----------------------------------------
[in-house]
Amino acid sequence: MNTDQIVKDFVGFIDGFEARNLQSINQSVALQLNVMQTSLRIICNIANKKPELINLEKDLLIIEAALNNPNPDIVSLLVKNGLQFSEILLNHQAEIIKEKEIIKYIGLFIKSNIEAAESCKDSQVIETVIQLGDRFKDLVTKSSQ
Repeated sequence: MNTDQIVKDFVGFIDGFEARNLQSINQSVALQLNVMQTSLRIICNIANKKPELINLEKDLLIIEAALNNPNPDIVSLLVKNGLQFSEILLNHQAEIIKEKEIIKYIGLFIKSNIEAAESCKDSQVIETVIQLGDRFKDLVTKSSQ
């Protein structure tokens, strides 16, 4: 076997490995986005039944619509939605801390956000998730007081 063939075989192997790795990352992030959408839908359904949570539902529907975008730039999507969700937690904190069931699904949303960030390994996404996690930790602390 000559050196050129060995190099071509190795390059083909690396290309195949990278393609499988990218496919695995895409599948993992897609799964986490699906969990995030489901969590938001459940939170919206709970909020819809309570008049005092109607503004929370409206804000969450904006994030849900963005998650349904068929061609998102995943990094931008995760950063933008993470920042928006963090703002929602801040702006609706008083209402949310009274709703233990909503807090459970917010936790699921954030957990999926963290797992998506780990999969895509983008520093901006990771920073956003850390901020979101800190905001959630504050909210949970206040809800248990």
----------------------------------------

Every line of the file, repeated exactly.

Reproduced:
[in-house]
Amino acid sequence: MNTDQIVKDFVGFIDGFEARNLQSINQSVALQLNVMQTSLRIICNIANKKPELINLEKDLLIIEAALNNPNPDIVSLLVKNGLQFSEILLNHQAEIIKEKEIIKYIGLFIKSNIEAAESCKDSQVIETVIQLGDRFKDLVTKSSQ
Repeated sequence: MNTDQIVKDFVGFIDGFEARNLQSINQSVALQLNVMQTSLRIICNIANKKPELINLEKDLLIIEAALNNPNPDIVSLLVKNGLQFSEILLNHQAEIIKEKEIIKYIGLFIKSNIEAAESCKDSQVIETVIQLGDRFKDLVTKSSQ
């Protein structure tokens, strides 16, 4: 076997490995986005039944619509939605801390956000998730007081 063939075989192997790795990352992030959408839908359904949570539902529907975008730039999507969700937690904190069931699904949303960030390994996404996690930790602390 000559050196050129060995190099071509190795390059083909690396290309195949990278393609499988990218496919695995895409599948993992897609799964986490699906969990995030489901969590938001459940939170919206709970909020819809309570008049005092109607503004929370409206804000969450904006994030849900963005998650349904068929061609998102995943990094931008995760950063933008993470920042928006963090703002929602801040702006609706008083209402949310009274709703233990909503807090459970917010936790699921954030957990999926963290797992998506780990999969895509983008520093901006990771920073956003850390901020979101800190905001959630504050909210949970206040809800248990």